Mementos of Penn State fandom - framed photos of Paterno, magazine covers featuring the coach and his team, and Nittany Lion-themed toy cars - line the shelves, along with an assortment of unusual reading material. An academic report entitled “Child Molesters: A Behavioral Analysis,“ sits near an audit of Pennsylvania’s child welfare system and an accordion binder, filled with financial statements from the Second Mile.

“This is all Sandusky,“ said Blehar as he pointed at one shelf. On the desk sat two USB drives containing more than 300,000 pages of evidence and testimony from Sandusky-related litigation. “This, over here, this is all Sandusky, too.“

Blehar, 56, is a former intelligence analyst for the federal government who has devoted retirement to uncovering what he believes was a conspiracy, reaching to the highest ranks of Pennsylvania government, to have Penn State take the blame for Sandusky.

From his home outside Annapolis, Maryland, Blehar has written hundreds of posts over the years for - a website devoted to “searching for the truth through a fog of deception” - analyzing new evidence from Sandusky-related cases.

“The Freeh Report was supposed to be the definitive account, and after reading it, I had more questions than answers,“ Blehar said. “I just want to know what the truth is.“

The Freeh Report, Blehar argues, is tainted with hindsight bias, written with the assumption football coaches and college administrators should have recognized warning signs that a child welfare agency and a charity for at-risk children missed.

Freeh chided Paterno and others at Penn State for not reacting with alarm to the sight of Sandusky showering with children. In 1998, however, Sandusky admitted to an investigator with a state child welfare agency that he showered with children, and the agency cleared Sandusky to work with children anyway. In 2001, when the Second Mile’s executive director learned Sandusky was showering with children, his response was to advise Sandusky, when showering with children in the future, to wear a swimsuit.

Blehar also has written several posts dissecting the testimony of Mike McQueary, the redheaded former Penn State football assistant who testified he witnessed Sandusky molesting a boy in a Penn State shower and then told Paterno and the administrators.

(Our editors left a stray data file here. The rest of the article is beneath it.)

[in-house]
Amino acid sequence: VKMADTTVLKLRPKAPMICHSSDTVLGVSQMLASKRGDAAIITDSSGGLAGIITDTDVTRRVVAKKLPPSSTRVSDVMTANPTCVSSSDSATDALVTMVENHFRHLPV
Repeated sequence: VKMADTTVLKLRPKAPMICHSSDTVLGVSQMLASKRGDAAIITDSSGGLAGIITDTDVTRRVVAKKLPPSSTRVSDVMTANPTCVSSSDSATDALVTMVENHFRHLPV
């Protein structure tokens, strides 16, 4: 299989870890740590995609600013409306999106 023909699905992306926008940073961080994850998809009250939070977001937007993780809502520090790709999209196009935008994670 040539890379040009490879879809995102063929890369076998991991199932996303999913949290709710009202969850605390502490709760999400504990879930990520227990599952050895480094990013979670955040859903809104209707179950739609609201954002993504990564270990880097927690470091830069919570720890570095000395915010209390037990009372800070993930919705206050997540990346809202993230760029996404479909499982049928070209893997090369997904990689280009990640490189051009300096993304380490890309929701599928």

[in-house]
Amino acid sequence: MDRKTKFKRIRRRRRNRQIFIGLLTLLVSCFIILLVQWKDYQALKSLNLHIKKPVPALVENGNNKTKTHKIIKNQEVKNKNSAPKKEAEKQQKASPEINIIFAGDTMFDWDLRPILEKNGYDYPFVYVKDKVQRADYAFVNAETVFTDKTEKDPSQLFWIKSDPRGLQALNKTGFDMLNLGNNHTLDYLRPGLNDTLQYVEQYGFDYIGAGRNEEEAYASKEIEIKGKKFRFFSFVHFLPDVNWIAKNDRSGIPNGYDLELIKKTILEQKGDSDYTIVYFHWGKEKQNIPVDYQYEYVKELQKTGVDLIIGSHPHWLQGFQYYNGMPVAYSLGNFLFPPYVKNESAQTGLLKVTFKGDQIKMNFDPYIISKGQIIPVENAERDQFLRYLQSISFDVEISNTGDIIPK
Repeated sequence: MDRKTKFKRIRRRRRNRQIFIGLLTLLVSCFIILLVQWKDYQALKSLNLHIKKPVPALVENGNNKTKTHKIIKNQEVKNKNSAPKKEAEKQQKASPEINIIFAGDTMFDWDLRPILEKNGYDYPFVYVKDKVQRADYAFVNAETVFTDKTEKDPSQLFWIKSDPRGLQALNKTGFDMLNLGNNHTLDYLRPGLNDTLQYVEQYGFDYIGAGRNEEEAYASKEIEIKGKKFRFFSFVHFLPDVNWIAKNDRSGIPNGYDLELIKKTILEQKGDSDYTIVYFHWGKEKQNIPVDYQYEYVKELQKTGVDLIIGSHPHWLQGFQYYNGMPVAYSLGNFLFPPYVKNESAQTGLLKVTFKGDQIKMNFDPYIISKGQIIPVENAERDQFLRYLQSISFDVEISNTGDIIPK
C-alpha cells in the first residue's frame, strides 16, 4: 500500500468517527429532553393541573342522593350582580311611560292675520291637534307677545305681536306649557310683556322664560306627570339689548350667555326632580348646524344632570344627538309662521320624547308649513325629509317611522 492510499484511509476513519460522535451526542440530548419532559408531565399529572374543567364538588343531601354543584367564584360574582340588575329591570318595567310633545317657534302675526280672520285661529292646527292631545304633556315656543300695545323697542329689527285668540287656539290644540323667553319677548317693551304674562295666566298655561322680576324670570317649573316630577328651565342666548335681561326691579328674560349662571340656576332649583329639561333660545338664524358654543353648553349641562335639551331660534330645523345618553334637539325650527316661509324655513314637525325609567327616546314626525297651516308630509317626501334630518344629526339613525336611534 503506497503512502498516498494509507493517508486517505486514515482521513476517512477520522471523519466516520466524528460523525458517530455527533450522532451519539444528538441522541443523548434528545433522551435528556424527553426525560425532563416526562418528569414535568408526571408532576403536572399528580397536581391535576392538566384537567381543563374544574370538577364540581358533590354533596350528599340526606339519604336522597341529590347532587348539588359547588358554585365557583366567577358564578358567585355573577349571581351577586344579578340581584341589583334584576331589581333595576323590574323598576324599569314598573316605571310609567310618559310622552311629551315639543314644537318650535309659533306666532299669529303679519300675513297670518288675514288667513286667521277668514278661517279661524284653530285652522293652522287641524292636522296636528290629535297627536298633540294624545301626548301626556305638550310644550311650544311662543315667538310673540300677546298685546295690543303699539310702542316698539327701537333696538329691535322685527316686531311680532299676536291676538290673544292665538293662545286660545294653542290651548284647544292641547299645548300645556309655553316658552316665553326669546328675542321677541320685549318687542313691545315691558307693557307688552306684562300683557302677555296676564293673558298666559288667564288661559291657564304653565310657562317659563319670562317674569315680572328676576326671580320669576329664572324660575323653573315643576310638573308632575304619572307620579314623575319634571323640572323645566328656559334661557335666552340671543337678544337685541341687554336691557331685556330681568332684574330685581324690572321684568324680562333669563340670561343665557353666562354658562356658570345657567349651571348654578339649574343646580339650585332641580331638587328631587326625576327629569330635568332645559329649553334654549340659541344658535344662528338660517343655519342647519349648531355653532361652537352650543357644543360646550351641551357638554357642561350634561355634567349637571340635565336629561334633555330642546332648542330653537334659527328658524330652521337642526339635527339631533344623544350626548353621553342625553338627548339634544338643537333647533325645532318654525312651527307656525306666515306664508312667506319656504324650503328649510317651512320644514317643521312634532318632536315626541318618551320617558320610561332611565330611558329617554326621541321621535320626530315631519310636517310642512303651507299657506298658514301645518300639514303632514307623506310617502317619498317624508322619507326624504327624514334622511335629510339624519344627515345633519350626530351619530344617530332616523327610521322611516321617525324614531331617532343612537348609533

First, McQueary testified the incident happened in March 2002, then records showed it was February 2001. Prosecutors, in charging documents, implied McQueary reported “anal intercourse” to Paterno; McQueary has testified he never would have used such explicit terms with Paterno, though he made clear he witnessed something sexual. In an email McQueary sent prosecutors, released years later, he wrote, “I feel my words were slightly twisted.“

Paterno testified that McQueary reported “fondling” and something of “a sexual nature,“ but Blehar thinks the coach, who was 84 at the time of his testimony, misremembered what his young assistant told him a decade before.

Blehar believes McQueary described a more ambiguous scene in 2001 and that, when he learned nine years later from detectives that Sandusky was under investigation for abusing children, he recalled something far more vivid. This would explain why McQueary and no one with whom he spoke in 2001 decided to contact authorities on their own, said Blehar, citing testimony of State College physician Jonathan Dranov, one of the first people McQueary spoke with that night.

Dranov, a mandatory reporter of abuse because he’s a doctor, has testified repeatedly that McQueary never said he witnessed a sex act. Instead, according to Dranov, McQueary described seeing a boy appear around a shower wall and an arm pull the boy back. McQueary described hearing “sexual sounds,“ Dranov said, and then saw Sandusky leave the shower.

When detectives came asking, Blehar theorizes, McQueary unwittingly became part of a conspiracy engineered by former Pennsylvania governor Tom Corbett, R. As Pennsylvania attorney general, Corbett oversaw the early stages of the Sandusky investigation, and as governor, Corbett was a member of the Penn State board that forced out Spanier, the school’s president. Blehar points out Corbett accepted campaign donations from Second Mile board members and had feuded with Spanier over state funding.

While outlandish, such theories gained currency in Pennsylvania. In 2013, newly elected Attorney General Kathleen Kane, D, who suggested on the campaign trail that Corbett slow-walked the Sandusky investigation and donations from Second Mile officials played a role, appointed a special prosecutor to investigate the state’s Sandusky investigation.

The inquiry concluded politics played no role in the Sandusky investigation but also uncovered the fact that attorney general staffers - including Frank Fina, the prosecutor who led the Sandusky case - shared pornography via office email. The ensuing scandal, known in Pennsylvania as “Porngate,“ tarnished several careers.

“No one involved with this case ever envisioned that taking a serial pedophile out of society was going to result in years’ worth of professional and personal attacks by people who are basically lunatics,“ Fina said in a recent phone interview.